Cost: Name-brand DCF is expensive. Due to the difficulty of sourcing and laminating an appropriate mylar layer, no other manufacturer has managed to make something as light and strong to create cost competition. For example, the silpoly Tarptent Protrail costs $239, while the DCF version costs $529. That’s a 221 percent markup for a tent estimated to last half as long. If you break that out into the cost of using your tent per night, it may be four to five times more expensive to go light.

Packed Volume: DCF becomes very bulky when packed, especially fabric weights at and above 0.5 oz/yd². Despite weighing 25 to 50 percent less than their silnylon counterparts, the UL versions of most tents are the same volume or even larger, meaning a bigger backpack.

DD X-Mid 1 Solid (winter) vs. 1 Pro. Despite the Pro being single-wall and lacking some of the Solid’s burlier winter features, the two tents pack to similar sizes due to the Pro’s DCF fly.

Difficulty to Manufacture: Despite the obvious appeal of big weight savings, it has taken a surprisingly long time for DCF tents to become reliable and consistently made. DCF and especially DCH can delaminate, meaning the layers of the fabric “unglue” from each other.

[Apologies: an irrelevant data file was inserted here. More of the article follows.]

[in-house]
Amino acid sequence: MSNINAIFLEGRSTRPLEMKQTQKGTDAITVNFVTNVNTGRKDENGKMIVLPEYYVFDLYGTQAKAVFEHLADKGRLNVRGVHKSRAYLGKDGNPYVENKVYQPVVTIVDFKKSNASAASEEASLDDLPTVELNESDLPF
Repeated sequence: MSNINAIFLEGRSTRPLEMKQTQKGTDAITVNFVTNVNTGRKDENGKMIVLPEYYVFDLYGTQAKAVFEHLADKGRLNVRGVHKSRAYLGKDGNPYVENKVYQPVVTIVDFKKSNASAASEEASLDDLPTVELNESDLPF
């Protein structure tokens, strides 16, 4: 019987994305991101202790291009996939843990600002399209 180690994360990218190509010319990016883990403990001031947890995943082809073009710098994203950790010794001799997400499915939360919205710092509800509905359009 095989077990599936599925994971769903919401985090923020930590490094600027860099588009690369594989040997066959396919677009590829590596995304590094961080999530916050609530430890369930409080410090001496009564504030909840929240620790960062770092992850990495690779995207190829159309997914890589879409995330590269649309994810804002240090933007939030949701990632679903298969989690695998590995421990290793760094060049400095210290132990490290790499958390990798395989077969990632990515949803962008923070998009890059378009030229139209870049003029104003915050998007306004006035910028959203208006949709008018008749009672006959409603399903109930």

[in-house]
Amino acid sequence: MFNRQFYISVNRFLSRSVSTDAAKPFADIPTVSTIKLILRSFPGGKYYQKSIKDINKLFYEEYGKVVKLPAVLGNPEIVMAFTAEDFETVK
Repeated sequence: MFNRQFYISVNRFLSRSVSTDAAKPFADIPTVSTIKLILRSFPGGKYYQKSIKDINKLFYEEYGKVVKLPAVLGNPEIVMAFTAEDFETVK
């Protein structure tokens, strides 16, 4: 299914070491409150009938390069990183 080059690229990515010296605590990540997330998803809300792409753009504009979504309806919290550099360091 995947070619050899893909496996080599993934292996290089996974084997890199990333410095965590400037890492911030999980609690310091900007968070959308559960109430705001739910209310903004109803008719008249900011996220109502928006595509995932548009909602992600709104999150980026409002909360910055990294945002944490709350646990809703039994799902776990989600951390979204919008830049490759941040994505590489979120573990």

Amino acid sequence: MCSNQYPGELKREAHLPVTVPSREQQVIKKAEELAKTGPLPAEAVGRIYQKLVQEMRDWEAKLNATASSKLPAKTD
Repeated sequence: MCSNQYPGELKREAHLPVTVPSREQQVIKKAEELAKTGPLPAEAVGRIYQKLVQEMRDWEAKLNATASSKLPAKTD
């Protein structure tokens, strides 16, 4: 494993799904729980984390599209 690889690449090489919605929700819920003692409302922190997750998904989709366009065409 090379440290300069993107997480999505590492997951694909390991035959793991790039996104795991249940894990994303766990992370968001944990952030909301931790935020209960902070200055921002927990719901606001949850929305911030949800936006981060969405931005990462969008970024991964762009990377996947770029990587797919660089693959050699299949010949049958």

Makers have extensively tested and debated the best way to join and seal DCF and DCH edges. What size needle is best? What type of thread? Do you sew at all or just use tape? Tape the inside or outside? Is hot bonding worth the cost? What factory has the expertise to work with this niche material?

Several cottage brands tested and then abandoned DCF tents for this very reason in the early days. There is better consensus now on how to work with this material, but it’s not as safe and straightforward as classic woven materials.

Shrinkage: If your superlight stuff sack or tent feels a little snugger than when it was new, it’s not your imagination. As the fabric is used, packed, and scrunched up, it can shrink. Dan Timmerman at Timmermade theorizes this is due to the mylar “bunching up” around the Dyneema fiber. While shrinkage seems to be reversible, it would be difficult and time-consuming to do on an ongoing basis.

Personally, I have used many DCF stuff sacks and had to replace several over the years due to leakage. When I got an “identical” replacement, the size difference shocked me. Over time, my old stuff sacks had experienced between 5- and 15-percent linear dimension loss. Even 10 percent shrinkage in any direction equates to a 27 percent loss in volume. That’s enough to make your sleeping bag not fit anymore.

Translucency: The weave of Dyneema fiber is widely spaced and the laminate is not particularly opaque. As a result, DCF tents are relatively see-through. If you get a strong backlight at sunset while setting up, your neighbor might get a higher-detail silhouette of your butt than you would hope for. This is particularly bad with the superlight 0.34 oz/yd² versions used by some manufacturers.

Tarptent Notch Li in Iceland. Notice how the inner tent and sleeping bag are visible, as are the hot-bonded seams on each panel.